Two US Republican presidential candidates have been locked in a debate over the Tiananmen Massacre of 1989, with Donald Trump calling the event a “riot” which was put down by a “strong powerful government”.

During a CNN Republican debate on Thursday evening, the interviewer referred to comments Trump had made in the past on the Tiananmen Massacre. In 1990, Trump had said in an interview with Playboy Magazine: “When the students poured into Tiananmen Square, the Chinese government almost blew it. Then they were vicious, they were horrible, but they put it down with strength. That shows you the power of strength.”

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Trump, however, denied that his statements meant he agreed with the acts. “That doesn’t mean I was endorsing that… I said, that is a strong powerful government that put it down,” he said.

“They kept down the riot, it was a horrible thing,” he added.

When asked whether it meant that he was complimenting the Chinese leaders and Putin despite the atrocities they committed, Trump replied, “Strong doesn’t mean good.”

However, Republican candidate and Ohio Governor John Kasich jumped to the students’ defence, saying, “The Chinese government butchered those kids… And when that young man stood in front of that tank — we ought to build a statue of him over here when he faced down the Chinese government,” Time Magazine reported.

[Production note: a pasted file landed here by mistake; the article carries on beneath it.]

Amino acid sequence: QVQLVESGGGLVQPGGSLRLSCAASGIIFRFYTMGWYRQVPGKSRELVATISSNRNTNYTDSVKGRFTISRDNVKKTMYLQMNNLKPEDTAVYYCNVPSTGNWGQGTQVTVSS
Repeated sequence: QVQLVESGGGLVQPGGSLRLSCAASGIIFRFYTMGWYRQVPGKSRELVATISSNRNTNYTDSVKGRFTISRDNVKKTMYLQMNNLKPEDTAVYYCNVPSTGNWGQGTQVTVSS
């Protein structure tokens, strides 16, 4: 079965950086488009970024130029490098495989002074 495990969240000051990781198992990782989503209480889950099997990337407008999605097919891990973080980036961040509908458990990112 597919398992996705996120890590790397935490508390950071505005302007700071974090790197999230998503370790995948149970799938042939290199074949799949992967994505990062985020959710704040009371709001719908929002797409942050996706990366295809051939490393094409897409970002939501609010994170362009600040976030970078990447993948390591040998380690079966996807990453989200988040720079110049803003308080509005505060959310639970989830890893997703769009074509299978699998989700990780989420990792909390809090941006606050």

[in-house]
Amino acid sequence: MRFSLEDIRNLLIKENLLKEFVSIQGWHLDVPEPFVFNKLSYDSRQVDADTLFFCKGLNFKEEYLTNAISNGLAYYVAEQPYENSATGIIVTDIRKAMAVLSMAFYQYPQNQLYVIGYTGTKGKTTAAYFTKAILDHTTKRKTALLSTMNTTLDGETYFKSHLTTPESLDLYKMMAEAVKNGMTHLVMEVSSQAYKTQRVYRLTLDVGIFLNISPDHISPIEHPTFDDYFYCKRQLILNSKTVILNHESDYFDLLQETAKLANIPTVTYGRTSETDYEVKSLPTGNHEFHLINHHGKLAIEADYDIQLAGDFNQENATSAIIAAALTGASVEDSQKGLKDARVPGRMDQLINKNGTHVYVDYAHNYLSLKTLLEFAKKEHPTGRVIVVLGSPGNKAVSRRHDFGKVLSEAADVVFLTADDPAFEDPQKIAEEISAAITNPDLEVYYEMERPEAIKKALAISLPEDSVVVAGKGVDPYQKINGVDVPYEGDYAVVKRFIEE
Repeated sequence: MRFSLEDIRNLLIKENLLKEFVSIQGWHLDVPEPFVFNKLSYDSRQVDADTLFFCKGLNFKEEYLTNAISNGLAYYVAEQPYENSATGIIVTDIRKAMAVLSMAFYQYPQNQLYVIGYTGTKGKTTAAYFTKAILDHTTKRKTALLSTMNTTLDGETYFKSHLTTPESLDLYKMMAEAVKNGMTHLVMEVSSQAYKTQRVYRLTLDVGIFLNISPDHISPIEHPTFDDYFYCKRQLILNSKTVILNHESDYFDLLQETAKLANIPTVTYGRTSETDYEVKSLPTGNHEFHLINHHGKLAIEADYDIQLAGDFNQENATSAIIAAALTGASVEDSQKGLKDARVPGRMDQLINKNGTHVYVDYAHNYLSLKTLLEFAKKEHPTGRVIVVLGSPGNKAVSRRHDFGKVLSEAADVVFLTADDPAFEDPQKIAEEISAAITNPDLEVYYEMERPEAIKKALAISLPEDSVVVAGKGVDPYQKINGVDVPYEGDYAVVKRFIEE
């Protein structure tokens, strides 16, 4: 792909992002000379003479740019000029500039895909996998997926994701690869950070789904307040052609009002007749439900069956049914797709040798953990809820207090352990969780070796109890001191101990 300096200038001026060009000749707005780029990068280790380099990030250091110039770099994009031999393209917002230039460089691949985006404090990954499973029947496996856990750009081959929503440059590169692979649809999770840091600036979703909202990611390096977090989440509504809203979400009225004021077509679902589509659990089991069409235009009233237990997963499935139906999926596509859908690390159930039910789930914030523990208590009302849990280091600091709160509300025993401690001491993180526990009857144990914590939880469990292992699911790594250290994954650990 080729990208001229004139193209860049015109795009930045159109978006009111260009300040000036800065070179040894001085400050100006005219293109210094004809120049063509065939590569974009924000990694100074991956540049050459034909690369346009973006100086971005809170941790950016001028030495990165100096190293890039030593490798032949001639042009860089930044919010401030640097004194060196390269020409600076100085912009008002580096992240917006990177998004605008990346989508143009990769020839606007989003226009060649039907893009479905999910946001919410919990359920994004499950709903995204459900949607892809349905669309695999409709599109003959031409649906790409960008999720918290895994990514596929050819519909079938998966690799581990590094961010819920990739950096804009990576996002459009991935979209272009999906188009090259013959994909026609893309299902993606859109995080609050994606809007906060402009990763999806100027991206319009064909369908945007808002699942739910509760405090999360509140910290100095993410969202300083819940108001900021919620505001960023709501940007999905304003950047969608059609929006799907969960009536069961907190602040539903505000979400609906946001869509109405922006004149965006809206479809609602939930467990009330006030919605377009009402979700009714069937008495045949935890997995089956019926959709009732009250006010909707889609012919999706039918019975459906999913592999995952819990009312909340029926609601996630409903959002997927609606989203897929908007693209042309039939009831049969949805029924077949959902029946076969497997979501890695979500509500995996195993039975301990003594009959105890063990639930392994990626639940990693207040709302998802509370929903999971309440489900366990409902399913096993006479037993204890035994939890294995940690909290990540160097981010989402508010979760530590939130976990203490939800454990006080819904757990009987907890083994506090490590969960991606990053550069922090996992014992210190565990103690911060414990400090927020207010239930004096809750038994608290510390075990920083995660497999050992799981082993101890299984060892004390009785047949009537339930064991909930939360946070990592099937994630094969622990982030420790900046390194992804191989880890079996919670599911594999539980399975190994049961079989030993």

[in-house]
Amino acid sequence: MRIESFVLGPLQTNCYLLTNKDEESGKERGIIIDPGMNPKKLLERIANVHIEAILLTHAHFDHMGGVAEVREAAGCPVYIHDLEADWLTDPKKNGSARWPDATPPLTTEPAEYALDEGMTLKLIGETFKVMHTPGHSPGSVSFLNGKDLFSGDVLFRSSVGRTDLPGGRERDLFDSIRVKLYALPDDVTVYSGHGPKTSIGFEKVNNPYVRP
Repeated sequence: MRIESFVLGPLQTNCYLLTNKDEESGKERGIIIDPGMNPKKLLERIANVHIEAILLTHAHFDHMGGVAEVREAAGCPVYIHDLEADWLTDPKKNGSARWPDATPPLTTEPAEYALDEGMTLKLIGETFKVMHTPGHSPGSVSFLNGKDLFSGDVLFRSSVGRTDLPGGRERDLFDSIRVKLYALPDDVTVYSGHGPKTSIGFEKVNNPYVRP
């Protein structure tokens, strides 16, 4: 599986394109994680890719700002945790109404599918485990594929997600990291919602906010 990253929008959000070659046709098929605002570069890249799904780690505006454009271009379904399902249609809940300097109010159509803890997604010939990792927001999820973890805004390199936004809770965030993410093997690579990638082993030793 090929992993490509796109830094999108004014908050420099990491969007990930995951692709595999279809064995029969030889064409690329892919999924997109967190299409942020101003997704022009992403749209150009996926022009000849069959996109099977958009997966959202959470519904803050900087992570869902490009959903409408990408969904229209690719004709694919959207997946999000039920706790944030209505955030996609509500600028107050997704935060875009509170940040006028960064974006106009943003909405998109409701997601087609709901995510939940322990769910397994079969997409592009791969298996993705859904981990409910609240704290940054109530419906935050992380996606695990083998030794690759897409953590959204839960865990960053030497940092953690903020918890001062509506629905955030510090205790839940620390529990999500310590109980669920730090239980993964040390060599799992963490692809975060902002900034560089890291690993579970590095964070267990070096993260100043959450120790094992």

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The Tiananmen events of 1989, also known as the June Fourth Incident, occurred at the end of student-led protests triggered by the death of former Communist Party General Secretary Hu Yaobang, who had been purged due to his liberal, reform-minded political stance.

The demonstrations were suppressed when the government sent troops and tanks into the city, killing and injuring many of the protesters. To this day, the PRC government has not apologised for its actions and terms relating to the massacre are heavily censored online.

Karen is a journalist and writer covering politics and legal affairs in Hong Kong for HKFP. She has also written features on human rights, public space, regional legal developments, social and grassroots activism, and arts & culture. She is a BA and LLB graduate from the University of Hong Kong.